Theodore Roosevelt: A Biography

By Henry F. Pringle | Go to book overview

Chapter IX
IMPERIAL YEARS

THE old sets could not be discarded as the inauguration was being held in 1905. Roosevelt was not finished with his rôle as the Conscience of Big Business and he was still to chastise the railroads and the Standard Oil Company. A vaster stage was being prepared, however. The President had already appeared, in a minor skit or two, with the other characters. This was his first full-length drama. Against such varied backgrounds as the Russo-Japanese War and turbulent Morocco, he would now tread the boards with Wilhelm II, with Edward VII, with Czar Nicholas; and with premiers, foreign ministers, and diplomats. He was to hear, only half recognizing it, the march of the armies that nine years later would engage in the most terrible of wars.

Roosevelt was not fully aware of all the forces behind the tangled diplomacy of Europe and the Far East. At times he undoubtedly jeopardized the safety of his own country. The extraordinary thing, however, is that he did so well. His motive was not primarily altruistic. He viewed the United States, with intelligence, as no longer isolated but a member of the family of nations. America's future would be profoundly affected were either Russia or Japan to become the undisputed master of the Pacific. And because the fate of the Far East rested with Europe, the destiny of the United States was concerned, too, with the relative strength of Germany, France, Russia, and England. Morocco on the Mediterranean, a country which scarcely existed in the consciousness of Americans, was a potential spark which might touch off the European explosion. Half a world lay between the hot and sandy country where the umbrella was the token of sovereignty,1 and the Far East. But Roosevelt saw the relationship, and his attempts to preserve the peace of the world concerned them both. Since the Far East was uppermost in his mind, it is more logical to examine the Russo-Japanese War first.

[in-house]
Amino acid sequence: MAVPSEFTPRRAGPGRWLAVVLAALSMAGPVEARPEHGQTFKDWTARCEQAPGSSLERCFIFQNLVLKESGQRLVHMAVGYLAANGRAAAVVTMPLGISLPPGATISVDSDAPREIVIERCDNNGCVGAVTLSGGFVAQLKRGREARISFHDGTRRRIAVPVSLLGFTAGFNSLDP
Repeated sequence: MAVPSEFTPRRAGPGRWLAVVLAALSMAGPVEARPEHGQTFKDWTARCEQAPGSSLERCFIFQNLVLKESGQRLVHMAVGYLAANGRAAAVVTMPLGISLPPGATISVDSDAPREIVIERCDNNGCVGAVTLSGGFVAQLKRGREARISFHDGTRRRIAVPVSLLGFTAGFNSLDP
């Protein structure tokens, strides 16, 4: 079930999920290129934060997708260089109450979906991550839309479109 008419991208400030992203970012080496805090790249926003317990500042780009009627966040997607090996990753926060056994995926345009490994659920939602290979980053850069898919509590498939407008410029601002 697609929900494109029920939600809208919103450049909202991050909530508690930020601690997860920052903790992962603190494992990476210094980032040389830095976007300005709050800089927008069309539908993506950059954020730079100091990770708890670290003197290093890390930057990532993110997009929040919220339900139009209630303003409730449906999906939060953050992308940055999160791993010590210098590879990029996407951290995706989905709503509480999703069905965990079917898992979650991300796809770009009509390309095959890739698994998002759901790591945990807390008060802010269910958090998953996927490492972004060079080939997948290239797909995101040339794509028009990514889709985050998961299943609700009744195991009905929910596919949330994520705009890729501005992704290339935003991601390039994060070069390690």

____________________
1
Fay Sidney B., The Origins of the World War, Vol. I, p. 160.

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Theodore Roosevelt: A Biography
Table of contents

Table of contents

  • Title Page iii
  • Foreword vii
  • Contents ix
  • Illustrations xi
  • Book I 1
  • Chapter I - Teedie 3
  • Chapter II - Growth 16
  • Chapter III - Thou Goddess, Indifference! 26
  • Chapter IV - Alice Lee 40
  • Chapter V - Butter and Jam 54
  • Chapter VI - I Rose like a Rocket 65
  • Chapter VII - Practical Politician 79
  • Chapter VIII - Gentleman Cowhand 92
  • Chapter IX - The Years Between 106
  • Chapter X - A Job Once More 120
  • Chapter XI - Sword of Righteousness 132
  • Chapter XII - The Nation in Peril 152
  • Chapter XIII - Lord of the Navy 165
  • Chapter XIV - A Bully Fight 181
  • Chapter XV - Reward for a Hero 201
  • Chapter XVI - Yearnings and Consummation 216
  • Book II 235
  • Chapter I - Middle of the Road 237
  • Chapter II - The First Attack 251
  • Chapter III - The Rights of Labor 264
  • Chapter IV - The Big Stick 279
  • Chapter V - Setting for a Melodrama 301
  • Chapter VI - I Took Panama 315
  • Chapter VII - Trimming Sail 339
  • Chapter VIII - The Imperial Years Begin 359
  • Chapter IX - Imperial Years 372
  • Chapter X - The Japanese Menace 398
  • Chapter XI - Malefactors of Great Wealth 413
  • Chapter XII - The Wicked Speculators 432
  • Chaper XIII - Substantial Justice 446
  • Chapter XIV - Handing Down the Law 465
  • Chapter XV - End of the Reign 476
  • Book III 495
  • Chapter I - The First Error 497
  • Chapter II - Among the Kings 508
  • Chapter III - Return Triumphant 525
  • Chapter IV - True Democracy 540
  • Chapter V - Battling for the Lord 553
  • Chapter VI - Drums of War 572
  • Chapter VII - The Final Blow 589
  • Appendix 605
  • Bibliography 607
  • Index 613
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